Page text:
China risks missing multiple climate commitments as coal power approvals continue

China is badly off track to meet several climate targets the country set for 2025 as a result of an increase in coal use and investment in coal power, finds the latest report from the Centre for Research on Energy and Clean Air and Global Energy Monitor.

Meeting most of the targets is still possible but requires determined action.

The report finds that China approved at least 106 gigawatts (GW) of coal power capacity and started construction on 70 GW in 2023, accelerating further the frantic pace of permitting seen in 2022, the equivalent of two new coal power plants per week, as well as starting construction on one new plant per week. China also commissioned 47 GW of coal-fired capacity and announced 108 GW in new projects in 2023.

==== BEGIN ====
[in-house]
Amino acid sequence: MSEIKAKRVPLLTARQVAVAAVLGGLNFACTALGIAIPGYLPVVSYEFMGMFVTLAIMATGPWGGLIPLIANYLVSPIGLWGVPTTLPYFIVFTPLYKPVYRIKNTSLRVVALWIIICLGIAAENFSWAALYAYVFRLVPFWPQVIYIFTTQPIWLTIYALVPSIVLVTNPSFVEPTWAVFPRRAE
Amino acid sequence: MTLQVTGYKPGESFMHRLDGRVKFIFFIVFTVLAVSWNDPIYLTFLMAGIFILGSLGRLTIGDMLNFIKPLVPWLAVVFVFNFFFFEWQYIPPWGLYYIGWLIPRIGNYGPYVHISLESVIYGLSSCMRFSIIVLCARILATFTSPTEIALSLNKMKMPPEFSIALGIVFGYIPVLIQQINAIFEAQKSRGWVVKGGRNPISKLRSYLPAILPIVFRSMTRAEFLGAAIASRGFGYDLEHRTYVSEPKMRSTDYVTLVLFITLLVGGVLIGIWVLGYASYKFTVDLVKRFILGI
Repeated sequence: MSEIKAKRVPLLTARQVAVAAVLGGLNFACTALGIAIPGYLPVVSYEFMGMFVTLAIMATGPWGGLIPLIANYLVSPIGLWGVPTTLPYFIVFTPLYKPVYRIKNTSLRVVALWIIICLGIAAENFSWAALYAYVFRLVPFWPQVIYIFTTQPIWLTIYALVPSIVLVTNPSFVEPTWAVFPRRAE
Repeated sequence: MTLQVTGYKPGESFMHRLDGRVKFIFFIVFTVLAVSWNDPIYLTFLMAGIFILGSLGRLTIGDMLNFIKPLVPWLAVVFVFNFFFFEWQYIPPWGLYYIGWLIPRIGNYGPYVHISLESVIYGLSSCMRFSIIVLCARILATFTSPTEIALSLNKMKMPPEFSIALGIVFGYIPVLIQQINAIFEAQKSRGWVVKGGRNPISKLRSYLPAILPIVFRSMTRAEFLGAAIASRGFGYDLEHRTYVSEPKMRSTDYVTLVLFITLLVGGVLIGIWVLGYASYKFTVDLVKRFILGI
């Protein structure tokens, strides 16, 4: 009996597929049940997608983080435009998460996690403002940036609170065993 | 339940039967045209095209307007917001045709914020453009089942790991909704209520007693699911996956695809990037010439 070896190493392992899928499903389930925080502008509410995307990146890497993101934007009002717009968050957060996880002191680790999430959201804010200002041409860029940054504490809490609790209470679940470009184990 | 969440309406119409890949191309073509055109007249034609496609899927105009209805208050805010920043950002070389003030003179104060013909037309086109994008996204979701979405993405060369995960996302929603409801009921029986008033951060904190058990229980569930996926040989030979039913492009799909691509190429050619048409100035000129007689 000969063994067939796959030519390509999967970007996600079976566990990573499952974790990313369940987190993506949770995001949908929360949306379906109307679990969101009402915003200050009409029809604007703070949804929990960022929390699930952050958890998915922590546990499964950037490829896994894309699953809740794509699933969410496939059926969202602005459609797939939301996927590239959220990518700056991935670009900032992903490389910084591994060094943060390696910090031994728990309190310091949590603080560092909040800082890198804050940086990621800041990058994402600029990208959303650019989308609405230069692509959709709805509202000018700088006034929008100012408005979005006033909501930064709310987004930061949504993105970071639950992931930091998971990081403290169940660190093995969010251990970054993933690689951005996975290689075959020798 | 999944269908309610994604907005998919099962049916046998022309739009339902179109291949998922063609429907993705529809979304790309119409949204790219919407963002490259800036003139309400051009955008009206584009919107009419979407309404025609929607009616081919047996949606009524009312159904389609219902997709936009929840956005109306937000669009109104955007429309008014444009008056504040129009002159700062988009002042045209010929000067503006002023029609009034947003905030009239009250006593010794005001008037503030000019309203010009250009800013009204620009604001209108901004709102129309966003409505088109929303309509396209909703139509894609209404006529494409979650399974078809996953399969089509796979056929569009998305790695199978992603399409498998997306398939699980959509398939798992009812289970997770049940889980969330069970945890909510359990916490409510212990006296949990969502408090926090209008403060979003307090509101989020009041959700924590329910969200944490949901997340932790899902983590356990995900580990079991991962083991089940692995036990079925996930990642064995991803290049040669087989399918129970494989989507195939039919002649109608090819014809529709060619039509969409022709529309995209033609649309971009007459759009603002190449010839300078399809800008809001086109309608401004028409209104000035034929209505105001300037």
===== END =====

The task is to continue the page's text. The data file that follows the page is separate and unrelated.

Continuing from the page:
Following its 2021 pledge to “strictly control” new coal power, Chinese approvals of new coal power plants increased fourfold over 2022 and 2023, compared with the previous five-year period between 2016 and 2020. 

Since the beginning of 2022, an estimated 218 GW of new coal power plants have been permitted. 89 GW of this capacity had already started construction as of the end of 2023, while another 128 GW had yet to break ground.

Flora Champenois, Research Analyst, Global Energy Monitor (GEM); Lauri Myllyvirta, Lead Analyst, Centre for Research on Energy and Clean Air (CREA); Qi Qin, China Analyst, Centre for Research on Energy and Clean Air (CREA); Xing Zhang, Researcher, Global Energy Monitor (GEM)

Partners: Global Energy Monitor (GEM)